Research and Scholarship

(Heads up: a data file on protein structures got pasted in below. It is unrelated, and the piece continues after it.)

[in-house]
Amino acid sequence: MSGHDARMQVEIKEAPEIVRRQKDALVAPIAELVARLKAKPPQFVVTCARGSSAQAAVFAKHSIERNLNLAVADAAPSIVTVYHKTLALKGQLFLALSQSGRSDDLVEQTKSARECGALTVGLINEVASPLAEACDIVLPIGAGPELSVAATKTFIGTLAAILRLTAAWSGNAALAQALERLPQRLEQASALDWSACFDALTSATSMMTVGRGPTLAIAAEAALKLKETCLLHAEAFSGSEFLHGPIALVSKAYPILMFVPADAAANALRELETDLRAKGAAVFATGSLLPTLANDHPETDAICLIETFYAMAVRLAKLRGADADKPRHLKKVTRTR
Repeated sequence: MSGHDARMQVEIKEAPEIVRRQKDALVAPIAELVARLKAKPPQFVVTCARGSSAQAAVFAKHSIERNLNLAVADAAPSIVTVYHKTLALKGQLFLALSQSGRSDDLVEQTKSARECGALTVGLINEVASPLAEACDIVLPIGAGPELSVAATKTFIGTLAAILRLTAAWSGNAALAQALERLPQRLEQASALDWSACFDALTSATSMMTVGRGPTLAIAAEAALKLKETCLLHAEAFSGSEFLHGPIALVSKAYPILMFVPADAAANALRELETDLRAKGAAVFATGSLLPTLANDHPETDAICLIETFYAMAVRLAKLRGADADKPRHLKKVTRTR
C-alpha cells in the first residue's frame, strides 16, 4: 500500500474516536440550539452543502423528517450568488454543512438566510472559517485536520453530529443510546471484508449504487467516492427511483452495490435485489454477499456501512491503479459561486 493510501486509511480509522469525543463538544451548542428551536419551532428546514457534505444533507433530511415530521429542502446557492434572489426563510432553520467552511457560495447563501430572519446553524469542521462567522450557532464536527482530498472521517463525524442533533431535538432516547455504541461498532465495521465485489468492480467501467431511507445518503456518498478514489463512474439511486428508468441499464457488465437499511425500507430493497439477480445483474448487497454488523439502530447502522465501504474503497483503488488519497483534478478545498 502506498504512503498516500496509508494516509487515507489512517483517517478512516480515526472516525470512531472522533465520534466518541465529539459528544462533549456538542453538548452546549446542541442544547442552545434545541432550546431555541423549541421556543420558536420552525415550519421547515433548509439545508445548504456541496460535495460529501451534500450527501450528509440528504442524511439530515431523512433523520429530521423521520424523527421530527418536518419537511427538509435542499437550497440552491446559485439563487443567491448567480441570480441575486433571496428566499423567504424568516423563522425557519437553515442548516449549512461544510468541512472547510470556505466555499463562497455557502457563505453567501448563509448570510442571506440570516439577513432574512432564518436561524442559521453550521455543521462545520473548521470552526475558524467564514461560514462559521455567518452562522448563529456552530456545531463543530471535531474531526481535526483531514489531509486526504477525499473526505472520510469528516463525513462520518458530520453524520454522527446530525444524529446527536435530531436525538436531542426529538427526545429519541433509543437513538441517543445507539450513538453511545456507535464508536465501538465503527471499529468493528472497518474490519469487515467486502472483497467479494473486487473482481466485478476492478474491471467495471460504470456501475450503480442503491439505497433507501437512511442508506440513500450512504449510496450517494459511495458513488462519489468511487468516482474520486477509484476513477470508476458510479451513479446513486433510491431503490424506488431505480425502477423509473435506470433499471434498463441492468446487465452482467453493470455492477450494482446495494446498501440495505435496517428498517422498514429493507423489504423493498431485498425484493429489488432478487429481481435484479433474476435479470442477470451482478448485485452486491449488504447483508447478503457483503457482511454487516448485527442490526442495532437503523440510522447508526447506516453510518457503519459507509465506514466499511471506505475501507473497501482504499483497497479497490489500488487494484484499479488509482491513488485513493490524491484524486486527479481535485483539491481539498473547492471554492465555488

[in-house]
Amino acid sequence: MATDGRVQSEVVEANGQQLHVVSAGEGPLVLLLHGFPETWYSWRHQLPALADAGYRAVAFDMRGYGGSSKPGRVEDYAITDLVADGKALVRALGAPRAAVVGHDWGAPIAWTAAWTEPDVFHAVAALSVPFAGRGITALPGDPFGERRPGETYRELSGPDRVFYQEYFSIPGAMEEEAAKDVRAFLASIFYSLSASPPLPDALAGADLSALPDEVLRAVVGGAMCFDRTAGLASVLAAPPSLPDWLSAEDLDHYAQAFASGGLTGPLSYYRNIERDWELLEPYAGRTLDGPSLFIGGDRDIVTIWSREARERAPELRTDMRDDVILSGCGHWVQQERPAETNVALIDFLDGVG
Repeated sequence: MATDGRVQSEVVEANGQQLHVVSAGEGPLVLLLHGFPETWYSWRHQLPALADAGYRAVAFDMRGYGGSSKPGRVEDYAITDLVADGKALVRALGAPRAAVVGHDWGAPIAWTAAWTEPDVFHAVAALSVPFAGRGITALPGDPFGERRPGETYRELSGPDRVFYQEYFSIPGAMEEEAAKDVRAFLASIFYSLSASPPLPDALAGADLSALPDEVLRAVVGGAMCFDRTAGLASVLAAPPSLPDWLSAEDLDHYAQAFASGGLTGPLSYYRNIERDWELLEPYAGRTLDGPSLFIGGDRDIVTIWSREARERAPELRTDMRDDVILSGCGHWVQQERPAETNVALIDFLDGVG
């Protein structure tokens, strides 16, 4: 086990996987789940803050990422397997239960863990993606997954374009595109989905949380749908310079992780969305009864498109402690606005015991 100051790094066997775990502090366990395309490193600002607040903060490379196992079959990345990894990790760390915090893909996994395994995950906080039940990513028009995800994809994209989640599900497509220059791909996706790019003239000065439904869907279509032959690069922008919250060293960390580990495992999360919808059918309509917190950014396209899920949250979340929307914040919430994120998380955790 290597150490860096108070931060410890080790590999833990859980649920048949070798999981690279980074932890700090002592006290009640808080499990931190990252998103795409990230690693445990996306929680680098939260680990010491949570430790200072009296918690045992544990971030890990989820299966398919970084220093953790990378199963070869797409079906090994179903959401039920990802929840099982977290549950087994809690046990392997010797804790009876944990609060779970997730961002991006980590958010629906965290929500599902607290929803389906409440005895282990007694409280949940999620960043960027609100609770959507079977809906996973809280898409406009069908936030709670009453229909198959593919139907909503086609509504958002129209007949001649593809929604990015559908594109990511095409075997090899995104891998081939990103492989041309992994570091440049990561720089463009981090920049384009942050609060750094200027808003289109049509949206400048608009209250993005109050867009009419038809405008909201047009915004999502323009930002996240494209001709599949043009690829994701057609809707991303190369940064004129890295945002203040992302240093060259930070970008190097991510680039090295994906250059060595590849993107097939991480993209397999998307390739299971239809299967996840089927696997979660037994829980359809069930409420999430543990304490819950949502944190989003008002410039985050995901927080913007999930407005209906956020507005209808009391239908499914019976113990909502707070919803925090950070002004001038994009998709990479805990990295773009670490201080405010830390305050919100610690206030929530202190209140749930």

I am a Clinician Educator, and clinical service comprises the backbone of my practice. 52 weeks of clinical service in the Pediatric ICU (PICU)are divided equally amongst all the attendings, which varies in numberbetween 5 and 7. We provide 24/7in-house coverage, and procedural sedationfor both outpatient and inpatient procedures. My group also provide Extracorporeal Membrane Oxygenation services for critically ill infants and children. The breadth of my practice keeps it challenging and interesting, and affords many opportunities for teaching and collaboration. The intensive care unit lends itself well to bedsideteaching, which I particularly enjoy. Didactic lectures, particularly in the areas of respiratory failure, shock and hemodynamicmonitoring, diabetic ketoacidosis and traumatic brain injury/neuromonitoring, supplement the bedside teaching, and really drive home important concepts in real time. Every week of service, Iprovide 2-3 interactive, white board lectures to residents and medical students, integrating pathophysiology and literature review with specific patient examples. The informal, interactive formatallows discussion of different management styles, an issue that is often confusing to residents. Ialso provide an annualDiabetic Ketoacidosis lecture for the annual Core Curriculum Summer Lecture series. Last year I worked with the Office of the University Counsel to provide a 2-part lectureon Medical Errors. In addition, I have lecturedto nurses in the PICU on topicssuch as Post-op Monitoring after Cardiac Surgery, Stroke, Traumatic Brain Injuryand DKA. I mentor residents in preparing and presenting a quarterly PICUMorbidity and Mortality (M&m) Conference. These take between 2 and 4 weeks of preparation each, covering both teaching points and a Quality Improvement analysis. These conferences consistently get good feedback from both the residents presenting and those in the audience. I have also enjoyed teaching undergraduate students and medical students, in courses such as “So You Think You Want To Be A Doctor?,“The Health of New Mexico”, “Transitions”, “Pediatric Tutorial” and “Clinical Reasoning 2”. My scholarship efforts at UNM have revolved around Quality Improvement (QI). My first efforts were unit-based projects such as an evidence-basedProne Positioning Procedure for Ventilated Patients and a multi-disciplinary Chest Tube Care Guideline. I organize our quarterly PICU Morbidity & Mortality Conference,which has led to two QI projects: (1) the acquisition of an Easy IO vascular access kit for the PICU and (2) revision of the PEWS Action Algorithm on the Pediatrics wardsto make is easier to use. The first was a passion project for one of our PICU nurses, and the second was a QI project for a Pediatrics resident. Next, I worked with the hospital’s Stroke Committee ona 2 year, multi-disciplinary effort to create a Pediatric Stroke Protocol. This guideline dovetails with the existing Adult Comprehensive Stroke Procedure, has the buy in of all stakeholders and is available on the hospital’s Intranet under Policies and Procedures. The ultimate goal is to regionalize the care of large volume strokes in children to UNMH, theonly center in the state withexpertise in life-saving therapies such as thrombectomy and hemicraniectomy. In 2016, I represented Pediatricsin creating a uniform Central Line Insertion Policy for the hospital. In 2017 I became the Quality and Safety Officer (QSO) for the Department of Pediatrics and have been working to improve our performance in metrics such as Mortality Index, Hospital Acquired Infections and Readmissions.This effort issupported by the UNMH Office of Quality and Safety through monthly QSO meetings and informal mentorship. Current ongoing departmental projects include providing feedback on Patient Safety Events to providers, reviewing pediatric Readmission data and looking for opportunities to improve, reviewing the last three years of pediatric Venous Thromboembolism to identify opportunities for improvement, and workingwith Hospital Epidemiology to keep our central line infection and urinary catheter infection rates low.The next phase of this QI work is to find opportunities for publishable projects andmentor residents in that Page 4of 9arena. Pediatrics was given a good review by the Quality Oversight Committee at our 2018 annual review, for our efforts and progress in Quality Improvement.